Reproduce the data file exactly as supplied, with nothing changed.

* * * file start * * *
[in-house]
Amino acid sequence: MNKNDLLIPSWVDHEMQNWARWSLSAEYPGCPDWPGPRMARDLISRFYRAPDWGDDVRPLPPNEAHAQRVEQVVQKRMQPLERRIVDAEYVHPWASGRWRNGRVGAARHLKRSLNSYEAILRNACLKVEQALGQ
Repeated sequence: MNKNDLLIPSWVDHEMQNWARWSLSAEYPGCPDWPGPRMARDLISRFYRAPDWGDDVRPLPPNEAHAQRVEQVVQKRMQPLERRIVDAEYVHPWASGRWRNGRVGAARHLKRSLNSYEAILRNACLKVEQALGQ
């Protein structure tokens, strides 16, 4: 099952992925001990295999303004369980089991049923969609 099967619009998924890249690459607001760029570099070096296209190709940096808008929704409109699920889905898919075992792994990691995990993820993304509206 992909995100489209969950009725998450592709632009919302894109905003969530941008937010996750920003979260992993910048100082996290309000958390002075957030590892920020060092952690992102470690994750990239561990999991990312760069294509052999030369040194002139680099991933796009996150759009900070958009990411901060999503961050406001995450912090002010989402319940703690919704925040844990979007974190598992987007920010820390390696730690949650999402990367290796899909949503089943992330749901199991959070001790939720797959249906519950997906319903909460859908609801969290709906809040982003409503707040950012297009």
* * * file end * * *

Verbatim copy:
[in-house]
Amino acid sequence: MNKNDLLIPSWVDHEMQNWARWSLSAEYPGCPDWPGPRMARDLISRFYRAPDWGDDVRPLPPNEAHAQRVEQVVQKRMQPLERRIVDAEYVHPWASGRWRNGRVGAARHLKRSLNSYEAILRNACLKVEQALGQ
Repeated sequence: MNKNDLLIPSWVDHEMQNWARWSLSAEYPGCPDWPGPRMARDLISRFYRAPDWGDDVRPLPPNEAHAQRVEQVVQKRMQPLERRIVDAEYVHPWASGRWRNGRVGAARHLKRSLNSYEAILRNACLKVEQALGQ
């Protein structure tokens, strides 16, 4: 099952992925001990295999303004369980089991049923969609 099967619009998924890249690459607001760029570099070096296209190709940096808008929704409109699920889905898919075992792994990691995990993820993304509206 992909995100489209969950009725998450592709632009919302894109905003969530941008937010996750920003979260992993910048100082996290309000958390002075957030590892920020060092952690992102470690994750990239561990999991990312760069294509052999030369040194002139680099991933796009996150759009900070958009990411901060999503961050406001995450912090002010989402319940703690919704925040844990979007974190598992987007920010820390390696730690949650999402990367290796899909949503089943992330749901199991959070001790939720797959249906519950997906319903909460859908609801969290709906809040982003409503707040950012297009």